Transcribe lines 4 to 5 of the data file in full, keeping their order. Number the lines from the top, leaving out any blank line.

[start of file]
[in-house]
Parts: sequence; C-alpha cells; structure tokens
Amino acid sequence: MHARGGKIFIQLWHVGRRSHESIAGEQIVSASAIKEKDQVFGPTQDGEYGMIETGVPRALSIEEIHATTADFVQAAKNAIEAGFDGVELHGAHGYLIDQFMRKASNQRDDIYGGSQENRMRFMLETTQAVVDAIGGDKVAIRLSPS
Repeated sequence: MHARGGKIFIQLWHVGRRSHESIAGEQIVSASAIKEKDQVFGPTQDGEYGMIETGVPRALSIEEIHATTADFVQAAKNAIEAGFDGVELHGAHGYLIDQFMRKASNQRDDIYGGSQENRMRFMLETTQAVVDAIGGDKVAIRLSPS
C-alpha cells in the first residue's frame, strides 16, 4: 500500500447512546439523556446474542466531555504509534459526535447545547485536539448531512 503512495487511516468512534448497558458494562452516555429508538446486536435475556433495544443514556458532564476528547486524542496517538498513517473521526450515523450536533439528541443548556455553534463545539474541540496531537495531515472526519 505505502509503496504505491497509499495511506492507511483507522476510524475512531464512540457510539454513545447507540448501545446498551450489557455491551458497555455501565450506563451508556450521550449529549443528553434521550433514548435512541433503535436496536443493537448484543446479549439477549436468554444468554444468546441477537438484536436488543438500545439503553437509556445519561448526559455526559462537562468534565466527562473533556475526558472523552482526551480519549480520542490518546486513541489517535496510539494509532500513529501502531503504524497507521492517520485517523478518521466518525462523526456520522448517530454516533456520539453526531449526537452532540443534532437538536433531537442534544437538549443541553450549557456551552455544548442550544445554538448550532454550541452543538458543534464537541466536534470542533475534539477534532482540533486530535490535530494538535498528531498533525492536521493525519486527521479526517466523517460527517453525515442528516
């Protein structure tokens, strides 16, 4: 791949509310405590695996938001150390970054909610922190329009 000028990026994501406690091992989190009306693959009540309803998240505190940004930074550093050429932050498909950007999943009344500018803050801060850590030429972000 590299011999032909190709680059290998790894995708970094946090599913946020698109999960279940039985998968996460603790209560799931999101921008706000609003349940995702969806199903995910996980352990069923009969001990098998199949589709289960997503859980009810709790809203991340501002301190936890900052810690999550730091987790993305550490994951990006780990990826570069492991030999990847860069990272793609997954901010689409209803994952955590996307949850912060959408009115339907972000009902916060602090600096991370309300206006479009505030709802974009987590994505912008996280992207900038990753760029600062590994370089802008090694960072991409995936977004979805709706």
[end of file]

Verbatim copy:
Repeated sequence: MHARGGKIFIQLWHVGRRSHESIAGEQIVSASAIKEKDQVFGPTQDGEYGMIETGVPRALSIEEIHATTADFVQAAKNAIEAGFDGVELHGAHGYLIDQFMRKASNQRDDIYGGSQENRMRFMLETTQAVVDAIGGDKVAIRLSPS
C-alpha cells in the first residue's frame, strides 16, 4: 500500500447512546439523556446474542466531555504509534459526535447545547485536539448531512 503512495487511516468512534448497558458494562452516555429508538446486536435475556433495544443514556458532564476528547486524542496517538498513517473521526450515523450536533439528541443548556455553534463545539474541540496531537495531515472526519 505505502509503496504505491497509499495511506492507511483507522476510524475512531464512540457510539454513545447507540448501545446498551450489557455491551458497555455501565450506563451508556450521550449529549443528553434521550433514548435512541433503535436496536443493537448484543446479549439477549436468554444468554444468546441477537438484536436488543438500545439503553437509556445519561448526559455526559462537562468534565466527562473533556475526558472523552482526551480519549480520542490518546486513541489517535496510539494509532500513529501502531503504524497507521492517520485517523478518521466518525462523526456520522448517530454516533456520539453526531449526537452532540443534532437538536433531537442534544437538549443541553450549557456551552455544548442550544445554538448550532454550541452543538458543534464537541466536534470542533475534539477534532482540533486530535490535530494538535498528531498533525492536521493525519486527521479526517466523517460527517453525515442528516